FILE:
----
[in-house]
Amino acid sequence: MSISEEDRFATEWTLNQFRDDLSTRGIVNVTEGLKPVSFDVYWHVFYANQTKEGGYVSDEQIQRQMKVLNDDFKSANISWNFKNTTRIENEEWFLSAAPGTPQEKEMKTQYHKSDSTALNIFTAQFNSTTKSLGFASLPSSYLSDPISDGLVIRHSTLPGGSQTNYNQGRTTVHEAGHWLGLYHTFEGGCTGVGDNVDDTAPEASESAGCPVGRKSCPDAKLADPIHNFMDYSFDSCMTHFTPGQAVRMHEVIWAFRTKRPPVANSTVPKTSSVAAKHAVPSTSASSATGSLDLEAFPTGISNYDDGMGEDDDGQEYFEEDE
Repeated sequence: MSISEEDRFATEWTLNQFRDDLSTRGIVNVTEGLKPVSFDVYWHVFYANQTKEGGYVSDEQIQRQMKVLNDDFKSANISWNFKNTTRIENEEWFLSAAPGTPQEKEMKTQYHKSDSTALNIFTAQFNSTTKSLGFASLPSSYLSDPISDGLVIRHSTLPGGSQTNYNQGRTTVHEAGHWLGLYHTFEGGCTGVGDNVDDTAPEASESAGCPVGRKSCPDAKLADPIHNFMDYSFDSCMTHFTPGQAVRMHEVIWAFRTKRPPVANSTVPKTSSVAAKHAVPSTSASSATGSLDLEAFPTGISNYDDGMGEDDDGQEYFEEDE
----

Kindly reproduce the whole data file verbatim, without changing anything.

[in-house]
Amino acid sequence: MSISEEDRFATEWTLNQFRDDLSTRGIVNVTEGLKPVSFDVYWHVFYANQTKEGGYVSDEQIQRQMKVLNDDFKSANISWNFKNTTRIENEEWFLSAAPGTPQEKEMKTQYHKSDSTALNIFTAQFNSTTKSLGFASLPSSYLSDPISDGLVIRHSTLPGGSQTNYNQGRTTVHEAGHWLGLYHTFEGGCTGVGDNVDDTAPEASESAGCPVGRKSCPDAKLADPIHNFMDYSFDSCMTHFTPGQAVRMHEVIWAFRTKRPPVANSTVPKTSSVAAKHAVPSTSASSATGSLDLEAFPTGISNYDDGMGEDDDGQEYFEEDE
Repeated sequence: MSISEEDRFATEWTLNQFRDDLSTRGIVNVTEGLKPVSFDVYWHVFYANQTKEGGYVSDEQIQRQMKVLNDDFKSANISWNFKNTTRIENEEWFLSAAPGTPQEKEMKTQYHKSDSTALNIFTAQFNSTTKSLGFASLPSSYLSDPISDGLVIRHSTLPGGSQTNYNQGRTTVHEAGHWLGLYHTFEGGCTGVGDNVDDTAPEASESAGCPVGRKSCPDAKLADPIHNFMDYSFDSCMTHFTPGQAVRMHEVIWAFRTKRPPVANSTVPKTSSVAAKHAVPSTSASSATGSLDLEAFPTGISNYDDGMGEDDDGQEYFEEDE